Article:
NOTE: Water, including restrooms, temporarily unavailable in Susan Garver Family Discovery Garden. Use facilities in Welcome Pavilion.
Houston Botanic Garden - Logo
Conservation Project Updates

Conservation efforts grow alongside Garden’s living collections

The recent rediscovery of the long-assumed extinct Quercus tardifolia in Big Bend National Park by a team of botanists and horticulturists serves to highlight the importance of plant conservation at botanical gardens and arboreta. As a part of Houston Botanic Garden’s mission to enrich life through discovery, education, and the conservation of plants and the natural environment, the Horticulture department has a nascent conservation program.

Members of our horticulture staff – who recently returned from the Texas Plant Conservation Conference in Fort Worth, and know many of the people who were on that expedition to find Q. tardifolia, are inspired to do conservation work alongside their regular responsibilities, while the Garden awaits the right timing to get a full-fledged conservation program going. Some of the genera we are already working to conserve and display include Louisiana Iris (some of which are also native to Texas), Quercus (oak), Magnolia, and Sarracenia (pitcher plants).

Wild Louisiana Iris Collected
Wild Louisiana Iris Collected

Louisiana Iris

Recently, Francisco de la Mota, the Garden’s Director of Horticulture, and myself (Brent Moon, Horticulture Manager) spent a day collecting wild Louisiana Iris at San Bernard National Wildlife Refuge, with the permission of the Fish and Wildlife Service. We collected both rhizomes and seed from plants at different locations around the refuge. We will grow these out for protection – Louisiana Iris are considered an at-risk species due to habitat loss from development – and eventual display at the Garden, as well as for potential projects with the Society for Louisiana Iris (SLI), who work to protect these species too.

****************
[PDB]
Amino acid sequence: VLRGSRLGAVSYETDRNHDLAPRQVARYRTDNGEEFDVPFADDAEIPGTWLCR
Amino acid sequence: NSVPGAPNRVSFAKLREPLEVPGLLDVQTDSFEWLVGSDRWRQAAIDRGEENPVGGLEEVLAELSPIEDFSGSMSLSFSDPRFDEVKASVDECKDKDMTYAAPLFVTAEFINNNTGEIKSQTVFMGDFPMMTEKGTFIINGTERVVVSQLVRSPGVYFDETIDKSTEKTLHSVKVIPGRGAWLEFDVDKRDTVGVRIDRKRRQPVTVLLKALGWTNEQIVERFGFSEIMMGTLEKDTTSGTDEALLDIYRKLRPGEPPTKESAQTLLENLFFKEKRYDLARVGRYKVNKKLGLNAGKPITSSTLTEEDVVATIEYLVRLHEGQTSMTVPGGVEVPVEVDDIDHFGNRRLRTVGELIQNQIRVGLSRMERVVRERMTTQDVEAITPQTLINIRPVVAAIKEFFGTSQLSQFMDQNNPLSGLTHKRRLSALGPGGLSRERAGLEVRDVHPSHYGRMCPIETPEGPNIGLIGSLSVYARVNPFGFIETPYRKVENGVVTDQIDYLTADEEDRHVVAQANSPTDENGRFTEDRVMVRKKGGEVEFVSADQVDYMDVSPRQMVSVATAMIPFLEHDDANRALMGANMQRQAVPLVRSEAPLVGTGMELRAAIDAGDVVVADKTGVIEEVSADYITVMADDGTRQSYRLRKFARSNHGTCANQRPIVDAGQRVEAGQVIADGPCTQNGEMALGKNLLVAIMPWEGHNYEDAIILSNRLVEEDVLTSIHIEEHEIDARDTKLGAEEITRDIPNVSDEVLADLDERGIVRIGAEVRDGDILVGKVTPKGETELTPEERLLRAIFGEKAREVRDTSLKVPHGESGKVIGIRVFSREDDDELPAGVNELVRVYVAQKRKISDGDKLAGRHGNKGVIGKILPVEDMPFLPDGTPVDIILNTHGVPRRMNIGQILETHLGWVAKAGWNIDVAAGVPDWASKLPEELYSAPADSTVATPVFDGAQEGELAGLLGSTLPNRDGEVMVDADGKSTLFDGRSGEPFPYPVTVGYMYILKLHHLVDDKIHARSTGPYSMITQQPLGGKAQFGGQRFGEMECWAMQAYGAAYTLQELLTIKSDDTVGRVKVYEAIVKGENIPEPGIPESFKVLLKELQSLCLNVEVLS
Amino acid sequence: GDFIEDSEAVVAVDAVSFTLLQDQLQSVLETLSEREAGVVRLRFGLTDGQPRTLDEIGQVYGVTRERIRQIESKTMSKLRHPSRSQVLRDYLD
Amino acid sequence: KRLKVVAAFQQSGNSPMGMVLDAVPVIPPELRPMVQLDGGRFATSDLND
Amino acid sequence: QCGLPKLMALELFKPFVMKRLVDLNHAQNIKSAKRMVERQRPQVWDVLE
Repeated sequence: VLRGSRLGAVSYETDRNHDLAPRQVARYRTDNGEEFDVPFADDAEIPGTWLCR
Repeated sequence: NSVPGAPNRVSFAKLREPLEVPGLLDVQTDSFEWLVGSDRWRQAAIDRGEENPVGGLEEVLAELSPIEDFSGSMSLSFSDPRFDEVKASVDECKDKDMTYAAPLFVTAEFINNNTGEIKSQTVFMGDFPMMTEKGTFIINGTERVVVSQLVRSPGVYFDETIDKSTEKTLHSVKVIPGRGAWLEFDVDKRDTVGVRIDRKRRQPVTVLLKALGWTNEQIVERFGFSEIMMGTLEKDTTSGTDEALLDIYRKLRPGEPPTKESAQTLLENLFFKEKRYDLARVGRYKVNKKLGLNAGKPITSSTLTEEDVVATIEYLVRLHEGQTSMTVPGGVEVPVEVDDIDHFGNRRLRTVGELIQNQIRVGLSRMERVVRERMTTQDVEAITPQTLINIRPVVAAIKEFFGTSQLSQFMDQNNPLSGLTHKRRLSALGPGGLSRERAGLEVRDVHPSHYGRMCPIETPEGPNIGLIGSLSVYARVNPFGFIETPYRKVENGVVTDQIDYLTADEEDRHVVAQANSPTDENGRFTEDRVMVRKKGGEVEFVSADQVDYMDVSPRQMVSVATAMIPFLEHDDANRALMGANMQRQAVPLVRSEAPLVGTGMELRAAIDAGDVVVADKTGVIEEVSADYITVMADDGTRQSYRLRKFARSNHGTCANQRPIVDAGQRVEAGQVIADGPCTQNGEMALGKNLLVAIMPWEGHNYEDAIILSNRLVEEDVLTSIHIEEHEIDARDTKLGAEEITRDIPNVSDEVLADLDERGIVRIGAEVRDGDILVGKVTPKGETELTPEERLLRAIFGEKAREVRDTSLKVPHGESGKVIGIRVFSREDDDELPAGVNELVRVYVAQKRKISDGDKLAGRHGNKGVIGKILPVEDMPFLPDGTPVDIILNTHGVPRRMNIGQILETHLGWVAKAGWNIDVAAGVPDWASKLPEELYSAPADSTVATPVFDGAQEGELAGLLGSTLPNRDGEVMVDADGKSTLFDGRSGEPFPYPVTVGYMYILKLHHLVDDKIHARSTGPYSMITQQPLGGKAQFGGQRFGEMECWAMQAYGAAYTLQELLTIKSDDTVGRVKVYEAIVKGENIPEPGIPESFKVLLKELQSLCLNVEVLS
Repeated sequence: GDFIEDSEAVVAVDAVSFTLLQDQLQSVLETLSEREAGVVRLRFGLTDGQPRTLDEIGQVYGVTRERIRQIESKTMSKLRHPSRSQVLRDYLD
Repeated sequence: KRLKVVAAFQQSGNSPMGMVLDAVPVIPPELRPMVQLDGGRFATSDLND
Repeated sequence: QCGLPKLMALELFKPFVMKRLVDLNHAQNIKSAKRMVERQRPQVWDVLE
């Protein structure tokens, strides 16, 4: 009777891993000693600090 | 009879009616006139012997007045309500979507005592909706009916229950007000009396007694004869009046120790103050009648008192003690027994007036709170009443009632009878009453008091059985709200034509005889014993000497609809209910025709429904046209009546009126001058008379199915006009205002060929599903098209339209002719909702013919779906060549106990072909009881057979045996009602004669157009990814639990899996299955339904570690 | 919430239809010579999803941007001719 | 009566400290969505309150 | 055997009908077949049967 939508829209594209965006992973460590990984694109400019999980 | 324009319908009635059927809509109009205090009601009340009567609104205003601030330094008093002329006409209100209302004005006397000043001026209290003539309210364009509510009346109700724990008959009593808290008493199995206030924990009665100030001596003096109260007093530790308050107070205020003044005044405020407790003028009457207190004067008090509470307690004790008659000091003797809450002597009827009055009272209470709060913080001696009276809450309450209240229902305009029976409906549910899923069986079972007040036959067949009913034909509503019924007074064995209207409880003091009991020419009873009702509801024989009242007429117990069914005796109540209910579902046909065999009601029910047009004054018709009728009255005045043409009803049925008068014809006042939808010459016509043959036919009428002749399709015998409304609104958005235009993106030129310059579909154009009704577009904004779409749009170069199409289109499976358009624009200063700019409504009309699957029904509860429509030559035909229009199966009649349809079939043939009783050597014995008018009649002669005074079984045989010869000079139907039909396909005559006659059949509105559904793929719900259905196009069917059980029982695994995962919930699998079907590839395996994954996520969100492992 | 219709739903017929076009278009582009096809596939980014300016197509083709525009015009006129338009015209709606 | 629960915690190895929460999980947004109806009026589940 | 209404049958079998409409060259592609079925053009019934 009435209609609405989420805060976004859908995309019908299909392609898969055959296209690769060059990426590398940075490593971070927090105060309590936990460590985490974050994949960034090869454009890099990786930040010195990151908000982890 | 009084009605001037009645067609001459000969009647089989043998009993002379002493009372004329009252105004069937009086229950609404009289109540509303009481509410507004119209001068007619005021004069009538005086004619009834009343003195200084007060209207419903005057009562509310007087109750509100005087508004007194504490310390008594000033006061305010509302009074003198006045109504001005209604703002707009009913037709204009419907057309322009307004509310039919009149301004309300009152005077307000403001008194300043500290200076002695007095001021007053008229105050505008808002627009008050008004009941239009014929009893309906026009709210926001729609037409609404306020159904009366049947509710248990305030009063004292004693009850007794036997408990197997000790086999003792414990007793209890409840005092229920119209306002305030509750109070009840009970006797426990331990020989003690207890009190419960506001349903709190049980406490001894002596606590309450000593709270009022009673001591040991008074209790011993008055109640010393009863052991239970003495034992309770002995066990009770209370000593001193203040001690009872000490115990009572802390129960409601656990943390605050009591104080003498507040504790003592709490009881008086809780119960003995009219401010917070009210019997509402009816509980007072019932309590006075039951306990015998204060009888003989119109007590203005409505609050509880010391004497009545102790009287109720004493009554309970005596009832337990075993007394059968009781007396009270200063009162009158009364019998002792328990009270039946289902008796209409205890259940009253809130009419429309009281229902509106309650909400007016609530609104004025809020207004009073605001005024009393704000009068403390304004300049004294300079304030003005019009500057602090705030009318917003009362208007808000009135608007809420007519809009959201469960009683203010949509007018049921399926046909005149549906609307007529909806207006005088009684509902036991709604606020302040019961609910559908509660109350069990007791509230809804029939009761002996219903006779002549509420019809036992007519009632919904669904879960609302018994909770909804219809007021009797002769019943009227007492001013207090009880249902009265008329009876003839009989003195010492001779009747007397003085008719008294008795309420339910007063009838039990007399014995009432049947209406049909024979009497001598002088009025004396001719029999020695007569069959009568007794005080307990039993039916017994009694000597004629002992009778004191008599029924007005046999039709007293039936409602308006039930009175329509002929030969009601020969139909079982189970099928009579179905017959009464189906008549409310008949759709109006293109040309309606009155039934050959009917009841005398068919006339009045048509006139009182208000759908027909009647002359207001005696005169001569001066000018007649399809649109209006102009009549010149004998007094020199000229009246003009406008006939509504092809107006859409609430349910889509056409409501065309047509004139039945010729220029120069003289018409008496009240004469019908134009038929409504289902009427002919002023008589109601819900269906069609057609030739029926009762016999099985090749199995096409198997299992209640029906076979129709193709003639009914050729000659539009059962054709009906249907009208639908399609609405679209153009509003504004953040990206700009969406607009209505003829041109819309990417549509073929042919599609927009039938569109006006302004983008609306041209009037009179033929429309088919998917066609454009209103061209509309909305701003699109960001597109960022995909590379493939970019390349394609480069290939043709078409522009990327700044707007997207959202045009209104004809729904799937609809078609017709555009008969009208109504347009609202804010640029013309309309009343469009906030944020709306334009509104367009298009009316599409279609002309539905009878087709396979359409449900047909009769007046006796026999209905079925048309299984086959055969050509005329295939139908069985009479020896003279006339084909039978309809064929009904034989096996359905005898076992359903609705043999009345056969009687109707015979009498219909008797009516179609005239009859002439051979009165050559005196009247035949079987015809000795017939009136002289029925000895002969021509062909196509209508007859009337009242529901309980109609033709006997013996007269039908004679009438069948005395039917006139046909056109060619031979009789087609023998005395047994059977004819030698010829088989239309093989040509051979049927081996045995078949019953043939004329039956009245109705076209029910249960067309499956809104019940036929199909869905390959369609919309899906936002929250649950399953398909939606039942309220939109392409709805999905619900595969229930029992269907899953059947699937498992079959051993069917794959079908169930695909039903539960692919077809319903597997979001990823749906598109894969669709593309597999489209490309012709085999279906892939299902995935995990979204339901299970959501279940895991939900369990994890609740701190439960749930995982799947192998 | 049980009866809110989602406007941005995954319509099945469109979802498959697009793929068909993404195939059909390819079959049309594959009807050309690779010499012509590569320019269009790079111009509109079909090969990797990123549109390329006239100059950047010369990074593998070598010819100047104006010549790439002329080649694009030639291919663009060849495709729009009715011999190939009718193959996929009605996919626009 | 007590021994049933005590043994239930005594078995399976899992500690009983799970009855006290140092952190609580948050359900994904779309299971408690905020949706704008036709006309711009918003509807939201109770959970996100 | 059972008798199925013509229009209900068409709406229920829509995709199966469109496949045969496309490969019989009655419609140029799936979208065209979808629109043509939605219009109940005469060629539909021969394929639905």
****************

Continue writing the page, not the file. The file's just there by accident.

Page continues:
Quercus

The Garden is also currently growing several species of oaks considered rare or endangered, including: Q. acerifolia, Q. arkansana, Q. georgiana, Q. laevis, Q. laceyi, and Q. insignis. I attended the International Oak Society (IOS) Conference in Las Cruces, N.M., last September to learn more about the endangered western species of oak, as well as to view them in habitat as a part of the Garden’s work with the Global Conservation Consortium-Oak (GCCO). In connection with these efforts, members of IOS will visit the Garden this month during their Open Oak Days tour.

Magnolia

In addition, the Garden is growing Magnolia ashei, M. tamaulipana, M. guatemalensis, M. virginiana, and others, with plans to add more in the future. Last year, Fran and I contributed to the ecology and distribution description for Magnolia tripetala for the Global Conservation Consortium-Magnolia (GCCM) Conservation Gap Analysis of Native Magnolias of the U.S. and Canada

These early efforts in plant conservation are likely to grow in the future as staffing and funding allow. We are committed to conservation in natural habitats (in-situ) and in protected spaces outside them (ex-situ), and we appreciate the support of our donors and members in carrying out this important work.

– Brent Moon, Horticulture Manager

Our Mission

Enriching life through discovery, education, and the conservation of plants and the natural environment.

Hours

DAILY
9:00 am — 5:00 pm

Garden Entrance
One Botanic Lane
Houston, TX 77017
Mailing Address

8205 N. Bayou Drive
Houston, TX 77017

Ticket Window
Join Our Mailing List